CFWA looked at the whole picture recognising that mental health is about more than just individual support and management. The approach was from multiple angles, improving outcomes for individuals, families and carers.
Employing a dedicated worker to provide individual support to match young people’s needs
Producing online resources and support can assist individuals to seek help and manage issues early, but intensive care assists people to increase their capacity and manage their own wellbeing more effectively.
Creating online communities can be beneficial for individuals with chronic illness
Online communities support accessibility, particularly for individuals who are immunocompromised or unwell. These can support sustainable engagement if online communities are maintained.
Building and testing pilot programs through limited-term funding can have long-term impacts if appropriately evaluated and assessed
CFWA is now working to embed the social worker and mental health support activities into their core funding.
Plan with broad budget categories to allow for change
It is always important to develop a well thought out and accurate budget. However, sometimes budget line items can be too prescriptive and become unnecessary throughout the course of the grant. Kathryn Pekin, CFWA Services Manager commented that they were able to address this by seeking permission from Lotterywest to shift some of the funding to develop more short films as we received a lot of positive feedback about these from members in the community. Kathryn noted that “it was good to be able to have the discussion and flexibility with Lotterywest and ensure we were still meeting the core aims of the grant”.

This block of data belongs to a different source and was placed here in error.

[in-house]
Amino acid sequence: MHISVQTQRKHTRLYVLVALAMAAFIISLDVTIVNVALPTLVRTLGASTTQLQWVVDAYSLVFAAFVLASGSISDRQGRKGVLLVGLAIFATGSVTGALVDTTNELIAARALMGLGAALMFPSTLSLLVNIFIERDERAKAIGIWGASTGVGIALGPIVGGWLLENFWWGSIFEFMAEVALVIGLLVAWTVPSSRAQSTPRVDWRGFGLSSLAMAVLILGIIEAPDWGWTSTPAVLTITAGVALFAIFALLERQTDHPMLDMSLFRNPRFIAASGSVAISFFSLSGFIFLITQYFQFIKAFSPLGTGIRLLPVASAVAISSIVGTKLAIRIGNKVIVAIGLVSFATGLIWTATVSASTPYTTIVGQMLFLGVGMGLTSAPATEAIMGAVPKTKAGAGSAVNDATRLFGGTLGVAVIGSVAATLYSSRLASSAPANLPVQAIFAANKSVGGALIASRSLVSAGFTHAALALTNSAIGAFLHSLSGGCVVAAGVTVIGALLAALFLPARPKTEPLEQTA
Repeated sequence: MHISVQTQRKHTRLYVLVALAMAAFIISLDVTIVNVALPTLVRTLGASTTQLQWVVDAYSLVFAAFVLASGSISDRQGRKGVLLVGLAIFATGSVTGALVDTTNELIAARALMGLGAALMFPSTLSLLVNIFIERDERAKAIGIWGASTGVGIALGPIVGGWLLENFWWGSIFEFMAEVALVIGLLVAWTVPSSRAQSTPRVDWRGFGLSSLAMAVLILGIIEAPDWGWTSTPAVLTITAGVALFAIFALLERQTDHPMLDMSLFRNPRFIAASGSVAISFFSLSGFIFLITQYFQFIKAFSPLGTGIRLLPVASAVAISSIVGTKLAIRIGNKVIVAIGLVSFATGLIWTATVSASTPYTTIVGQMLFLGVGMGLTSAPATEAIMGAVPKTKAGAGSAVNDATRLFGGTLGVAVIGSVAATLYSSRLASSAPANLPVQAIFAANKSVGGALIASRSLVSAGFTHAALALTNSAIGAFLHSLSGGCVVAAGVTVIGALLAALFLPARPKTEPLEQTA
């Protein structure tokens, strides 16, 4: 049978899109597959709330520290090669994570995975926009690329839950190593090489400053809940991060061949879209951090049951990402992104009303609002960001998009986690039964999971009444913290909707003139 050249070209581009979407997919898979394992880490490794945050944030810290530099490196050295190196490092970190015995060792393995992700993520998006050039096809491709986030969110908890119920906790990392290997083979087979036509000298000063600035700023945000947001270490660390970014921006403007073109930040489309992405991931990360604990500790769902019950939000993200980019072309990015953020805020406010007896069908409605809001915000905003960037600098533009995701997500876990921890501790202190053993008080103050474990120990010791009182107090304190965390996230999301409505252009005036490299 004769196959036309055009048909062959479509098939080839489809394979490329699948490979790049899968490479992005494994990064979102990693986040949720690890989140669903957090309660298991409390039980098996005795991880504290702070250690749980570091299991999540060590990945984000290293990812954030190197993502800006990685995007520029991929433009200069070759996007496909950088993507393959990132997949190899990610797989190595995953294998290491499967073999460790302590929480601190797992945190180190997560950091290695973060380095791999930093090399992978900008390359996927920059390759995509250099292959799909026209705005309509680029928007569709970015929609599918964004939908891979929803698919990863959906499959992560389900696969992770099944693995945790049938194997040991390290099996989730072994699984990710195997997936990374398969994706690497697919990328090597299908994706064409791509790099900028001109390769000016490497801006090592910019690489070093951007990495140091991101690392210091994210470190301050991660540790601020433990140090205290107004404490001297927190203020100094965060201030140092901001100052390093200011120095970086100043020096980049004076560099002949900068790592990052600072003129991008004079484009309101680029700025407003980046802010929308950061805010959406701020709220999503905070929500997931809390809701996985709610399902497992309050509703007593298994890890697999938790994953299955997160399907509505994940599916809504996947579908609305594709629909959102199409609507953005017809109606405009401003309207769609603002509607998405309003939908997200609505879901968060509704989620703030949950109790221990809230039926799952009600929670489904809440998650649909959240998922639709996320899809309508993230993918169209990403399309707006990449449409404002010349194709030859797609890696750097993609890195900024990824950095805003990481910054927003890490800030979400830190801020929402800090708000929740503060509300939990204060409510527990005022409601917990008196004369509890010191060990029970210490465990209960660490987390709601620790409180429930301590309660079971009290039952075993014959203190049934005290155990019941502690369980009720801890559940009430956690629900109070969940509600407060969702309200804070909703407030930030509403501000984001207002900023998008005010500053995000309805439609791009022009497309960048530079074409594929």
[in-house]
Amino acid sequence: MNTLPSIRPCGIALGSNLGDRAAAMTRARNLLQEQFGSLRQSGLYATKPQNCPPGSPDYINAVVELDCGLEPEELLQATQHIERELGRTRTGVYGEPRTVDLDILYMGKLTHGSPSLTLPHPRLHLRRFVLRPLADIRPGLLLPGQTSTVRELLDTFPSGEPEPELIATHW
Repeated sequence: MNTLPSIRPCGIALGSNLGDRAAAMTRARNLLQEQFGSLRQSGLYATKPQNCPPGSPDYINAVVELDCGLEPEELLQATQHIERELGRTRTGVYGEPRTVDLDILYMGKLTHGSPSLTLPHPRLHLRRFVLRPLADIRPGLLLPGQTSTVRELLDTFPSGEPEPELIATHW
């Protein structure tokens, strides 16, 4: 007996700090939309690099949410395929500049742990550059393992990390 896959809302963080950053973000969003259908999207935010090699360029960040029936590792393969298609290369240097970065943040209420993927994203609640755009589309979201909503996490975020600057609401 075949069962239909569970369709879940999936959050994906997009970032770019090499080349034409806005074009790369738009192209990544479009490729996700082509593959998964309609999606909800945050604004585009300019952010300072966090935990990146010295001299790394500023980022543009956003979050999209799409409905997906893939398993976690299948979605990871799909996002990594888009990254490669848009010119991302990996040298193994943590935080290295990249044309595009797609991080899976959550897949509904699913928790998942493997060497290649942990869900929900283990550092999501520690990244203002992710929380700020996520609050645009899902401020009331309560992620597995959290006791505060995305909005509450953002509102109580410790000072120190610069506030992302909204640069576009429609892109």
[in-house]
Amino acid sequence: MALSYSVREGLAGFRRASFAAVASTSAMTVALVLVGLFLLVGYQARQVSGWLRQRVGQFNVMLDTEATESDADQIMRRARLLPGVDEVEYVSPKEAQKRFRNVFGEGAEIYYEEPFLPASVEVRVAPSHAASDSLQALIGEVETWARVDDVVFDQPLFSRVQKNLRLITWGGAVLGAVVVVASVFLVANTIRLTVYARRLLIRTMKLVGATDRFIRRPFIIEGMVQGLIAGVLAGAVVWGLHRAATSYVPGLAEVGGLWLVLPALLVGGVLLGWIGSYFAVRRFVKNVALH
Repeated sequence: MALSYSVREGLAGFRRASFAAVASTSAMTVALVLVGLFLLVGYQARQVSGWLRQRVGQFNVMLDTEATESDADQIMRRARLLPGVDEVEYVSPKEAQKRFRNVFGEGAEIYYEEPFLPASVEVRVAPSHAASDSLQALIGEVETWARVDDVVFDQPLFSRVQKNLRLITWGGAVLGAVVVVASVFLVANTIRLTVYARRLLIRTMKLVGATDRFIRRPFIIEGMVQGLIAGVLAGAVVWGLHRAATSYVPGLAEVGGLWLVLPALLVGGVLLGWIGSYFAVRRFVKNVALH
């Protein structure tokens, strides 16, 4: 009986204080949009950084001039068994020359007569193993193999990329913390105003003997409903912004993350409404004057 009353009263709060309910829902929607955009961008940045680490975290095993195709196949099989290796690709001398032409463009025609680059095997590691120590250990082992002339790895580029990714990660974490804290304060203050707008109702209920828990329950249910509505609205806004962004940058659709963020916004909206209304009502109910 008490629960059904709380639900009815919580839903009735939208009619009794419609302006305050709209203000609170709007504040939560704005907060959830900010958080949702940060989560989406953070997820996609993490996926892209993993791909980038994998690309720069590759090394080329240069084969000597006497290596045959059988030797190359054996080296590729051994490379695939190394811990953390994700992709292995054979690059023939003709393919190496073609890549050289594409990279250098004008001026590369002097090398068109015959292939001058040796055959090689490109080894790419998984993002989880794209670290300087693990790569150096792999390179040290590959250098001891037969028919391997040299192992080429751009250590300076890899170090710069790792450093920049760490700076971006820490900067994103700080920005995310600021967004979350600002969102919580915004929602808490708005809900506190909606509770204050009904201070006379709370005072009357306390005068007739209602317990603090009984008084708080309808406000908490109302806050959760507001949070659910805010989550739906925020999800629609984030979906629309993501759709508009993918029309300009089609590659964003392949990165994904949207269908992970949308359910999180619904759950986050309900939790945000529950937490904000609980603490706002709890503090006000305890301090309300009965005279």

- Ruseckaite, R., Ahern, S., Ranger, T., Dean, J., Gardam, M., Bell, S. and Burke, N. 2019. The Australian Cystic Fibrosis Data Registry Annual Report, 2017. Melbourne, Vic: The Australian Cystic Fibrosis Data Registry.
- Quittner, A., Goldbeck, L., Abbott, J., Duff, A., Lambrecht, P., Solé, A., Tiboshc, M., Brucefors, AB., Yüksel, H., Catastini, P., Blackwell, L., Barker, D. 2014. Prevalence of depression and anxiety in patients with cystic fibrosis and parent caregivers: results of The International Depression Epidemiological Study across nine countries. Thorax 69 (12):1090–1097. doi:10.1136/thoraxjnl-2014-205983.
Acknowledgement of Country
The Western Australian Community Impact Hub acknowledges and pays respect to the Traditional Owners of the land on which we are based, the Whadjuk people of the Noongar Nation and extends that respect to all the Traditional Owners and Elders of this country. We recognise the significant importance of their cultural heritage, values and beliefs and how these contribute to the positive health and wellbeing of the whole community.